Longinus discovers five main sources of the sublime—grandeur of thought, capacity for strong emotion, appropriate use of figures of speech, nobility of diction and dignified and elaborated composition. Without grandeur of thought the writer cannot soar to great heights. That is why servilities do not create sublimity. Great accents fall from the lips of those whose thoughts have always been deep and full of majesty. The truly eloquent must be free from low and ignoble thoughts. Sublimity can be acquired by imitating and emulating the example of the previous greatness. Only noble thoughts can lead to noble ideas which will ultimately lead to the noble deeds. Works of Homer and Milton are full of sublimity because their thoughts are sublime and style is grand.
Sublime thought can be attained by strong emotions—emotions such as fear, grief, pity are far removed from the sublime. A writer who indulges in avoiding such inferior type of emotions falls close to the standard of the sublime.
Figures of speech are the artistic aids to sublimity. The chief figures are the rhetorical questions, hyperbatons, apostrophe, and peripherisis. The figures of speech should be carefully used.
Diction includes choice and arrangement of words as well as the use of figures of speech. Verbal magic has its own effect. Diction relates to style. Style is the wise and systematic selection of the most important elements, events or passions into a single whole. The use of questions and answers often makes the speeches more effective and impressive. Low and indignified works tend to disfigure sublimity.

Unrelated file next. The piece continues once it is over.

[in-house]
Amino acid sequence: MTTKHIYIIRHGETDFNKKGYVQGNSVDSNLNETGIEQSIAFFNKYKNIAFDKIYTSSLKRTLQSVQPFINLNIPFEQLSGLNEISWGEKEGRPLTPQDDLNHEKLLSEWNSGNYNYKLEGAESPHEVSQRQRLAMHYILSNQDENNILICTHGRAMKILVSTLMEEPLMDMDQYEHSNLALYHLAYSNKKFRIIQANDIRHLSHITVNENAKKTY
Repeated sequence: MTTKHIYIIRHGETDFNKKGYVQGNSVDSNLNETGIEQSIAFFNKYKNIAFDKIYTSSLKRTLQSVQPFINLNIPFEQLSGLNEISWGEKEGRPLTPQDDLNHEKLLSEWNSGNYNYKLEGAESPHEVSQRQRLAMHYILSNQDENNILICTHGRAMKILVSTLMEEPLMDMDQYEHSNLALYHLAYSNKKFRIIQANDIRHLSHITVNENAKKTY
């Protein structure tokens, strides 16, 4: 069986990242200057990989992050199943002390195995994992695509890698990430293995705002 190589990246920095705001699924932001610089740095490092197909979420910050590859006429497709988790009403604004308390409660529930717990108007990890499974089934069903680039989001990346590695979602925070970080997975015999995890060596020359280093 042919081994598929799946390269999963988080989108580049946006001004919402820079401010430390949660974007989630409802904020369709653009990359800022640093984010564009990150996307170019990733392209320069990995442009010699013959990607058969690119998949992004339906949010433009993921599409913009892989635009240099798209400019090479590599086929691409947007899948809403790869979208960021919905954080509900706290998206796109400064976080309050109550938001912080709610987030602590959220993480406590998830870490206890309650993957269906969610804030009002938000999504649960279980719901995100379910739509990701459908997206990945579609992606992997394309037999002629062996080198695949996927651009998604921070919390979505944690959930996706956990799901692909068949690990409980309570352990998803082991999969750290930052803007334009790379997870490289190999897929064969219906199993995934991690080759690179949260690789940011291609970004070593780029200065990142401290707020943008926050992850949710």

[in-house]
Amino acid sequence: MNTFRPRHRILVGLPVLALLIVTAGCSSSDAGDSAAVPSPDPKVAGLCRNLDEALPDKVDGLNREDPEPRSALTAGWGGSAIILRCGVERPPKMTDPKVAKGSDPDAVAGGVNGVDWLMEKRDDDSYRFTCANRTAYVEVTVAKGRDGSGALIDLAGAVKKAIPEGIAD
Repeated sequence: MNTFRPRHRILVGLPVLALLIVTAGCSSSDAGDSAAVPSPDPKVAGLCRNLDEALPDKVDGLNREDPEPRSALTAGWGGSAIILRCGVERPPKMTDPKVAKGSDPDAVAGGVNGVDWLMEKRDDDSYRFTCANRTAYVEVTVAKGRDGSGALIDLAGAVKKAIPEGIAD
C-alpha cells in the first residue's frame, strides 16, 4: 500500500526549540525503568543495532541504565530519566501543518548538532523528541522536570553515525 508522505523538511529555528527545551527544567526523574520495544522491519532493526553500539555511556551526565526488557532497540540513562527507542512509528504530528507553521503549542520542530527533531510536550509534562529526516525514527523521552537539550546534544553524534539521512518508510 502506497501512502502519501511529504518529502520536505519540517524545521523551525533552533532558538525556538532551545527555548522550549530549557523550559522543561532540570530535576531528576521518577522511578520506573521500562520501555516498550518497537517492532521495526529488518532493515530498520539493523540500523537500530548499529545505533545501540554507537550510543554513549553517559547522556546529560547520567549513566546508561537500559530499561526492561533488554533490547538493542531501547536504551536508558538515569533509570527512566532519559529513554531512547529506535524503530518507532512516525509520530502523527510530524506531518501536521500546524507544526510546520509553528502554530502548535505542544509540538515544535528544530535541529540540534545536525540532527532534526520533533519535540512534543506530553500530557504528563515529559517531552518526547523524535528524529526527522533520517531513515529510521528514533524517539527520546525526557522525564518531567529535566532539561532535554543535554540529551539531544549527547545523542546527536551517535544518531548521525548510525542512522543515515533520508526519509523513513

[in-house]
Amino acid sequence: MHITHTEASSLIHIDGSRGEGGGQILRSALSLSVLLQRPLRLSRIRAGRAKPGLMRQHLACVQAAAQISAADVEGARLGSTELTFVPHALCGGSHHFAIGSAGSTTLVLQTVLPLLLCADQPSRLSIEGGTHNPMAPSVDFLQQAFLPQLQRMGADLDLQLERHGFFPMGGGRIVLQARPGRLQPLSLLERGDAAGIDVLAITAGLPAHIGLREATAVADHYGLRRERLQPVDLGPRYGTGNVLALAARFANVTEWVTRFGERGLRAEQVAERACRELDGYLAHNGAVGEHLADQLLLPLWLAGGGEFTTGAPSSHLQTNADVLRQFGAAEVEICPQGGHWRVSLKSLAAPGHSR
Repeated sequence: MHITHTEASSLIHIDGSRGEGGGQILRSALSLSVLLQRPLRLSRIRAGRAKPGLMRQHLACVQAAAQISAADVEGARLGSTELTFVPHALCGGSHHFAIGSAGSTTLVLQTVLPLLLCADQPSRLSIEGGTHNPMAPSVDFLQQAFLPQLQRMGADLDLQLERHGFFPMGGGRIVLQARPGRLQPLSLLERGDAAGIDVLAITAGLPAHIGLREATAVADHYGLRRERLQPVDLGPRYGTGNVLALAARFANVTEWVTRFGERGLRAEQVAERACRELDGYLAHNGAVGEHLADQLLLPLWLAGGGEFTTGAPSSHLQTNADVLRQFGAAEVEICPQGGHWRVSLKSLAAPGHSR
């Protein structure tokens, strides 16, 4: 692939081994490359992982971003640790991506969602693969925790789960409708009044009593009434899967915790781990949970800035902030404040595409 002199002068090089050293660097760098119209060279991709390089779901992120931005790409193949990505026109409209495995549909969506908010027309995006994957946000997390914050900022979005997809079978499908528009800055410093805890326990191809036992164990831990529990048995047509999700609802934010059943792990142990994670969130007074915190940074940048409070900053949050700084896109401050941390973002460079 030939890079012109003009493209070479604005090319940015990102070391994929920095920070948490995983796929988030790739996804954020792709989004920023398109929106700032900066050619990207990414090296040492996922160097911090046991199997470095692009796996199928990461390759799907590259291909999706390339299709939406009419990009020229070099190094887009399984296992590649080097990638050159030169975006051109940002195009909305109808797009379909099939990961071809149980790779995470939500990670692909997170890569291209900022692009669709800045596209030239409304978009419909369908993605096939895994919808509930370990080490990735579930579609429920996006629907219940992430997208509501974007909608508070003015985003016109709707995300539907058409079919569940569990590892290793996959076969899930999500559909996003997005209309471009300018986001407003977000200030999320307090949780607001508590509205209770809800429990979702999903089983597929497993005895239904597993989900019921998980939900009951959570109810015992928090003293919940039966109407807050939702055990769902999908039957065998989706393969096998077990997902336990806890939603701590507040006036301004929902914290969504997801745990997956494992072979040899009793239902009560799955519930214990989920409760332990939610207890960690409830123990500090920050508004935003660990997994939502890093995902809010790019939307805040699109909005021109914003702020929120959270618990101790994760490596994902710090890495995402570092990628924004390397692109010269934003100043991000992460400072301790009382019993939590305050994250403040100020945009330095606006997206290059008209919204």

A work of art should be harmonious and complete. For this, it should have a dignified and elaborate composition. It should have sufficient length. Here Longinus has perhaps Aristotle in his mind. Aristotle also says that the plot should have a beginning, a middle and an end. By arrangement and composition Aristotle means verbal order which is usually called rhythm. Words must be harmoniously set, for the resulting harmony is a natural instrument. Not only of persuasion and pleasure but also of lofty emotion.
Such a harmonious combination of words appeals to the soul and enables the reader to share in the emotions of the author. At last, Longinus warns against extreme conciseness of expression : it cramps and cripples the thought.
1.    The-first romantic critic; a pioneer in literary appreciation; the first critic to emphasize the importance of style so elaborately; asked new
and fresh questions about literature; makes both historical and thought-provoking comments.
2.          Original and illuminating, permanent and universal. According to him, the function of literature is not moral but aesthetic.
3.          Scott-James calls him the first romantic critic and Atkins calls him an exponent of real classic spirit. In fact, he makes a happy compromise between the romantic and classical approaches.
4.          A romantic because of his aestheticism, emphasis on strong emotion, subjectivity, beauty; a classicist because of his emphasis on grandeur.
5.          He gave a theory of the Sublime.